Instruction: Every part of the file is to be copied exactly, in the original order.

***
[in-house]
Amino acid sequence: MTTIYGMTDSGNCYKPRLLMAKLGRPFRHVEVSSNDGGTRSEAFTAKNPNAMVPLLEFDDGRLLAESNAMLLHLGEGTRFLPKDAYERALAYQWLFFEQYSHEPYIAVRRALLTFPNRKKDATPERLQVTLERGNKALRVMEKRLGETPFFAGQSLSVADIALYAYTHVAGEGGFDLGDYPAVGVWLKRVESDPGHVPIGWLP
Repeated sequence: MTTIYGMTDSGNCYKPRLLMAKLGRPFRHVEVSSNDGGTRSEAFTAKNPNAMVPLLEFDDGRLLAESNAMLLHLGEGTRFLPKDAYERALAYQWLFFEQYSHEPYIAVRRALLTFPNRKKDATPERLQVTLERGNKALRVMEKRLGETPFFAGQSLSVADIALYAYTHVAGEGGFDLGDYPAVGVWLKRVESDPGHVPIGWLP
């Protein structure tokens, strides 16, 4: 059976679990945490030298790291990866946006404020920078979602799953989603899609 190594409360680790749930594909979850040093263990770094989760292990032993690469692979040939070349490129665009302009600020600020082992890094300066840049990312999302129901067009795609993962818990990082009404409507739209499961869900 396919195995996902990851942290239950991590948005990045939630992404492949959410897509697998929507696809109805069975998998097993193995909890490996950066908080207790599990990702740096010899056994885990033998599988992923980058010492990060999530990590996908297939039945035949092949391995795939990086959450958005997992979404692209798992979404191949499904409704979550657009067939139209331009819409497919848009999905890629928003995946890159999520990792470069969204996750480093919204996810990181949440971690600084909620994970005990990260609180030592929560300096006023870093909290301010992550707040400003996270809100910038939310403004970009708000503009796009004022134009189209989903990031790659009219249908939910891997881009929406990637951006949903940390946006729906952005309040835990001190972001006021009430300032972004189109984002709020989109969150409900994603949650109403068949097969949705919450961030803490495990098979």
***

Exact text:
[in-house]
Amino acid sequence: MTTIYGMTDSGNCYKPRLLMAKLGRPFRHVEVSSNDGGTRSEAFTAKNPNAMVPLLEFDDGRLLAESNAMLLHLGEGTRFLPKDAYERALAYQWLFFEQYSHEPYIAVRRALLTFPNRKKDATPERLQVTLERGNKALRVMEKRLGETPFFAGQSLSVADIALYAYTHVAGEGGFDLGDYPAVGVWLKRVESDPGHVPIGWLP
Repeated sequence: MTTIYGMTDSGNCYKPRLLMAKLGRPFRHVEVSSNDGGTRSEAFTAKNPNAMVPLLEFDDGRLLAESNAMLLHLGEGTRFLPKDAYERALAYQWLFFEQYSHEPYIAVRRALLTFPNRKKDATPERLQVTLERGNKALRVMEKRLGETPFFAGQSLSVADIALYAYTHVAGEGGFDLGDYPAVGVWLKRVESDPGHVPIGWLP
């Protein structure tokens, strides 16, 4: 059976679990945490030298790291990866946006404020920078979602799953989603899609 190594409360680790749930594909979850040093263990770094989760292990032993690469692979040939070349490129665009302009600020600020082992890094300066840049990312999302129901067009795609993962818990990082009404409507739209499961869900 396919195995996902990851942290239950991590948005990045939630992404492949959410897509697998929507696809109805069975998998097993193995909890490996950066908080207790599990990702740096010899056994885990033998599988992923980058010492990060999530990590996908297939039945035949092949391995795939990086959450958005997992979404692209798992979404191949499904409704979550657009067939139209331009819409497919848009999905890629928003995946890159999520990792470069969204996750480093919204996810990181949440971690600084909620994970005990990260609180030592929560300096006023870093909290301010992550707040400003996270809100910038939310403004970009708000503009796009004022134009189209989903990031790659009219249908939910891997881009929406990637951006949903940390946006729906952005309040835990001190972001006021009430300032972004189109984002709020989109969150409900994603949650109403068949097969949705919450961030803490495990098979």